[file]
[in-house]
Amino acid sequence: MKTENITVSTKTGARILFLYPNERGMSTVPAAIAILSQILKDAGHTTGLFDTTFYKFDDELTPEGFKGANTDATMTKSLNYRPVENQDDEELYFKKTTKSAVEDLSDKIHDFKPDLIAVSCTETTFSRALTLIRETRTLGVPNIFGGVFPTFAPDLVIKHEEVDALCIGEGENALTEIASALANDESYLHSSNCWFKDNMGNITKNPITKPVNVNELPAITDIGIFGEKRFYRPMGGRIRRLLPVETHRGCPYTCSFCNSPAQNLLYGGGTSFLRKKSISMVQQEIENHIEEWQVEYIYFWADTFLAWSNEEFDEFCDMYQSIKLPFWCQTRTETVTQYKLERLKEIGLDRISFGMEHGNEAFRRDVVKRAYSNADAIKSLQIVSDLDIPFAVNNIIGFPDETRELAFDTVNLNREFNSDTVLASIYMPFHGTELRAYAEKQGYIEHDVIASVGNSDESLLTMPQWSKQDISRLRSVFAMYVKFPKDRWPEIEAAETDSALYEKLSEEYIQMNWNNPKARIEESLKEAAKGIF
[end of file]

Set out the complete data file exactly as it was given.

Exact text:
[in-house]
Amino acid sequence: MKTENITVSTKTGARILFLYPNERGMSTVPAAIAILSQILKDAGHTTGLFDTTFYKFDDELTPEGFKGANTDATMTKSLNYRPVENQDDEELYFKKTTKSAVEDLSDKIHDFKPDLIAVSCTETTFSRALTLIRETRTLGVPNIFGGVFPTFAPDLVIKHEEVDALCIGEGENALTEIASALANDESYLHSSNCWFKDNMGNITKNPITKPVNVNELPAITDIGIFGEKRFYRPMGGRIRRLLPVETHRGCPYTCSFCNSPAQNLLYGGGTSFLRKKSISMVQQEIENHIEEWQVEYIYFWADTFLAWSNEEFDEFCDMYQSIKLPFWCQTRTETVTQYKLERLKEIGLDRISFGMEHGNEAFRRDVVKRAYSNADAIKSLQIVSDLDIPFAVNNIIGFPDETRELAFDTVNLNREFNSDTVLASIYMPFHGTELRAYAEKQGYIEHDVIASVGNSDESLLTMPQWSKQDISRLRSVFAMYVKFPKDRWPEIEAAETDSALYEKLSEEYIQMNWNNPKARIEESLKEAAKGIF